TruliaLogoBrokers have been on a rant for the past few years. Online publishers went too far to compel agent and broker advertising on their sites. They pursued rigorous policies that masked the listing agent and listing broker from the consumer.

This had three profound effects and led to several types of actions:

  • Removal: In disgust, some brokers retreated from syndication completely (See Edina Realty, Shorewest REALTORS and others)
  • Enhancements: Some brokers went with the flow and enhanced or featured their listings to take over publisher sites in their area (See Howard Hanna and many others).
  • Data Games: Some brokers gave third party websites the short stick of data by limiting photos and data fields to insure that the broker website had curated more compelling property information for the consumer.

WAV Group has worked with many of the nations leading brokers to develop all three of these strategies and help execute them to maximize effectiveness. Depending on the brokerage, they all work. But something else has happened. Brokers are wearing down the third party publishers. Their voices have been heard loud and clear. The velocity and volume of dissatisfaction with third party websites is making it impossible for employees at those companies to show up in public without facing ridicule. Finally, they are beginning to back off and consider the perspective of their forgotten customer: the real estate broker who provides the very food they serve their consumer. It is a good thing.

If a bad child gets back on the right path, it is important to stop the punishment for their bad deeds. In some small way, Trulia has turned the corner and began to align itself with its broker family. They are not fully rehabilitated, but they are trying.

In an announcement yesterday, Trulia stepped up their efforts to support the primary concerns that brokers have about publishing their listings on third party websites. Specifically, they are making changes to to clearly identify the listing agent, the listing broker, and the website of the listing broker.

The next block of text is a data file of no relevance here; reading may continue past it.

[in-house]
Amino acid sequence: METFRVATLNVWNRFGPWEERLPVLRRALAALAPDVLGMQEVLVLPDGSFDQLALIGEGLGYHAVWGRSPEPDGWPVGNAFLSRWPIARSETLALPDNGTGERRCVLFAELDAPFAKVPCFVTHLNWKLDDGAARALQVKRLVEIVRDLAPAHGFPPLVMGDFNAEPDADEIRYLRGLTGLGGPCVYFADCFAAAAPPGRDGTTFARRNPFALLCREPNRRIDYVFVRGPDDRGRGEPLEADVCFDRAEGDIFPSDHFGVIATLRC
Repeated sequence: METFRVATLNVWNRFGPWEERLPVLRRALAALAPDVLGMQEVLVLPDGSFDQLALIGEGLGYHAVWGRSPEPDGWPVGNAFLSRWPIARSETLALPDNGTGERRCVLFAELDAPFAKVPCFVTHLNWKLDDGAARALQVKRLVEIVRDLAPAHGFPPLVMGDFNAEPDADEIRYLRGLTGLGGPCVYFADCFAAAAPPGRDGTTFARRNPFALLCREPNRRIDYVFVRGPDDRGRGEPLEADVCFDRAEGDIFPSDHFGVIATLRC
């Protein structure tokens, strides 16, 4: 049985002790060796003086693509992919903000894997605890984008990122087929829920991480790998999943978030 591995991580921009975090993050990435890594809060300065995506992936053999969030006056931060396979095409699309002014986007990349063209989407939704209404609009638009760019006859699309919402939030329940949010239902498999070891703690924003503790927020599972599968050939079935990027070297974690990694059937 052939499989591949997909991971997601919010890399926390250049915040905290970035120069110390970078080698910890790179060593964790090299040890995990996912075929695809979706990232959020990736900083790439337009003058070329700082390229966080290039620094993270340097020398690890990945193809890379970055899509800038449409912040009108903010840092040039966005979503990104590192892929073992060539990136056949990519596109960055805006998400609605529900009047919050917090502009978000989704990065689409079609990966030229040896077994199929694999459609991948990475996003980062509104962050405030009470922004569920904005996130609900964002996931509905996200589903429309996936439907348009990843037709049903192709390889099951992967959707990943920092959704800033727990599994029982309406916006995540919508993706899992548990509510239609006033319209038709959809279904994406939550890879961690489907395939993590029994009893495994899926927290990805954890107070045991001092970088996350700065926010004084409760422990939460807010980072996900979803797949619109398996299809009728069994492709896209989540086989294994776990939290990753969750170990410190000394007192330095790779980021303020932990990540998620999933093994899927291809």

This new identification policy of the listing agent and the broker will be prominently displayed at the right hand side of the primary property photo, and again at the bottom of the page.  Trulia will link to the broker’s website if that information is available. Trulia will also display contact information of the agent and the broker if that information is available.


Trulia engineers are currently in the process of removing Trulia Local Ads from featured listings. In doing so, they will be falling in line with Zillow,, and other publishers. Agents who purchased zip code level advertising from Trulia will no longer be featured as the famous three heads on broker listings have their Local Ads displayed on featured listings. They will only appear when the broker or agent has not featured their listings. Unlike Zillow,, and other publishers, Trulia allows agents to remove the lead generation module on the bottom of the page at no charge simply by claiming the listing.

Trulia will link to the listing detail page if that information is available. If the feed comes from the broker with the link to the broker website, they will display that link. If the feed comes from a franchise with a link to the property detail page on the franchise website, Trulia will link to that. If the feed comes from an MLS with a link to the Listhub or Point2 property detail page, they will link to that. (Trulia has not revised their “do not follow” policy that stops search engine spiders from following the link from Trulia to the listing source for indexing and search engine optimization).